I argue that capabilities and barriers to entry are, in certain circumstances, interconnected in such a way that sacrificing one of them can lead to the subsequent vulnerability or erosion of another capability or barrier to entry. I illustrate this through a study of the US bicycle market in the 1980's in general, and Schwinn Corporation and Giant Manufacturing in particular, arguing that both the barriers to entry and the firm capabilities were interrelated. A specific set of decisions by Schwinn had broad and unanticipated effects that went beyond the capacity they explicitly relinquished. In this case manufacturing and distribution were tightly linked in such a way that without some form of tight link between them successful incremental innovation became difficult. Seemingly unrelated capabilities and strengths become mutually reinforcing or interconnected. Instead of being able to choose to add a single capability, or choose to discard one, companies may instead be choosing between sets, groups of interlinked, or patterned capabilities. A seemingly small change may require a major reorganization of other core capabilities that its ostensible status belies.
Key Words: international strategy, outsourcing, capabilities, barriers to entry
JEL Classification: F02, F14 Full Text
Economic Agents, Ethics and International Economic Organisations Bruno S. Sergi
The last sixty years have seen international economic organisations maintain a position at the forefront of promoting economic growth and socioeconomic development. These organisations have not achieved as much against certain benchmarks, and several observers have accused them of being unqualified to meet the needs of the poor, and even found them guilty of something worse, such as famine and disease. Although these organisations have organisational behaviour and skills, many of their funded projects lack forcefulness to such an extent that they should only be answerable through achieving certain economic facts by way of ethics and morals. We design ethics and morals as two interconnected concepts, and the rationale that binds all economic agents to their respective obligations must be interpreted by effective courses of action dictated by economic realities.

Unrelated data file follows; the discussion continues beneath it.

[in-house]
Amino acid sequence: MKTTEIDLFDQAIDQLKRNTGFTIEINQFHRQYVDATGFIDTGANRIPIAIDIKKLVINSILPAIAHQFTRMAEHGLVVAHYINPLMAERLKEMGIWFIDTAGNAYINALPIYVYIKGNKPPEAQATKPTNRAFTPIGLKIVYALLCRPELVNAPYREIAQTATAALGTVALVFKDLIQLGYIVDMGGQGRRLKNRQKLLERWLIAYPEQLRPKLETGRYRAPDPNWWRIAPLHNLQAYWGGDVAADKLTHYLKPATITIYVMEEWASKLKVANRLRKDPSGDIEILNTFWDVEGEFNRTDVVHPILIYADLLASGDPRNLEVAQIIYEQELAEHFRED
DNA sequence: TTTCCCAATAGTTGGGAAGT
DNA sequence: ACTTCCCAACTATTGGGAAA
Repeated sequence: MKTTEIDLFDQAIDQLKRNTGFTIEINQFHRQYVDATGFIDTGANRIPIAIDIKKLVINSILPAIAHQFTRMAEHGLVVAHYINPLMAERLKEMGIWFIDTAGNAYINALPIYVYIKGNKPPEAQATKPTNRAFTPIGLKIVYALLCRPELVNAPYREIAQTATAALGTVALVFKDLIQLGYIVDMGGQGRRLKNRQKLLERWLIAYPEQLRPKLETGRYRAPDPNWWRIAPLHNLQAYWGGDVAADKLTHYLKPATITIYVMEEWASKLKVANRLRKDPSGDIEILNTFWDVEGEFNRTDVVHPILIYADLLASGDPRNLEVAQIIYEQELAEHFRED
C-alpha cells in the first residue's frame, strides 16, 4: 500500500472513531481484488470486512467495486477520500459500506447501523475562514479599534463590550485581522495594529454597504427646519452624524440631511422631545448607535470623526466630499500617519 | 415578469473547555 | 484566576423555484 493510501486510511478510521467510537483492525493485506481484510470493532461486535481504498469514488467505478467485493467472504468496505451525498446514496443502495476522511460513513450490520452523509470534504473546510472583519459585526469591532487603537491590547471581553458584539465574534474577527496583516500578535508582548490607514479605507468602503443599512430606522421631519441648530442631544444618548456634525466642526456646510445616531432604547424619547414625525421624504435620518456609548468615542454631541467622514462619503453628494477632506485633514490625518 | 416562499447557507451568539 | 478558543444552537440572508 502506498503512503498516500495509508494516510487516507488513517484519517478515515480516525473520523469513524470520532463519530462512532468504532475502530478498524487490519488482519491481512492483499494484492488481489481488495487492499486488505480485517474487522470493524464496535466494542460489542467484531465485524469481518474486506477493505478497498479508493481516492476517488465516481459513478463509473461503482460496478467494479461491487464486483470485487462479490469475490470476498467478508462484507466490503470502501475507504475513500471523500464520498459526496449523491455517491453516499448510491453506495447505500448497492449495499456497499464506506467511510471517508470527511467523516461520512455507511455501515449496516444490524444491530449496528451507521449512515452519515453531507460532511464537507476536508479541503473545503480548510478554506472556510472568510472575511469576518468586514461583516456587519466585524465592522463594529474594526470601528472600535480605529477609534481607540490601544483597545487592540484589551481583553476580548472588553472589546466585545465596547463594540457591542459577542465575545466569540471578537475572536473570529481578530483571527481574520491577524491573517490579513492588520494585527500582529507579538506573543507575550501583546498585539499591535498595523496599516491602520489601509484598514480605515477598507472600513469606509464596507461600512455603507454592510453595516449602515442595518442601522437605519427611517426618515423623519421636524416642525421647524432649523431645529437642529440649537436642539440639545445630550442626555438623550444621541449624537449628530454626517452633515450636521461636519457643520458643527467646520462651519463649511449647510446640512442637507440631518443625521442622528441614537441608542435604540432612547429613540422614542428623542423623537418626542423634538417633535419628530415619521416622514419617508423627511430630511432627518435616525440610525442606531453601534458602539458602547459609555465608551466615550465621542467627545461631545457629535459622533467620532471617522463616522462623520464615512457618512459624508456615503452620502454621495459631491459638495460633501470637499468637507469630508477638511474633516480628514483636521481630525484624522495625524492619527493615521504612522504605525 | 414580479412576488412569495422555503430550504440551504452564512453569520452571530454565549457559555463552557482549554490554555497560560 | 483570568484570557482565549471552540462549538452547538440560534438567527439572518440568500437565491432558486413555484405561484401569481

Key Words: ethical and moral codes, international organisations, national agents, political economy
JEL Classification: A11, F02 Full Text
Internal Marketing and Schools: The Slovenian Case Study Vinko Logaj and Anita Trnavčevič
Schools in Slovenia are expected to address and respond to the changing environment. Breaking through the rigidity of traditions is a complex process. Internal marketing can be used for doing this. It is a process that focuses on teachers and students in order to increase effectiveness and efficiency of schools and also the level of satisfaction of ‘school customers’. The purpose of this paper is to discuss the elements of internal marketing which are essential for teacher and customer satisfaction and to indicate opportunities for the implementation of internal marketing philosophy and related strategies in Slovenian schools. The paper provides a theoretical framework, an analysis of the Slovenian legal framework and the results of the case study conducted in a grammar school. Data were collected through a group interview, a questionnaire and individual in-depth interviews. The findings show that although the concept of internal marketing is unknown to the participants in the study, its philosophy and focus are present in the school.Complete Issue
Key Words: education, marketization, marketing, internal marketing, human resource management
JEL Classification: I2, I21, M31 Full Text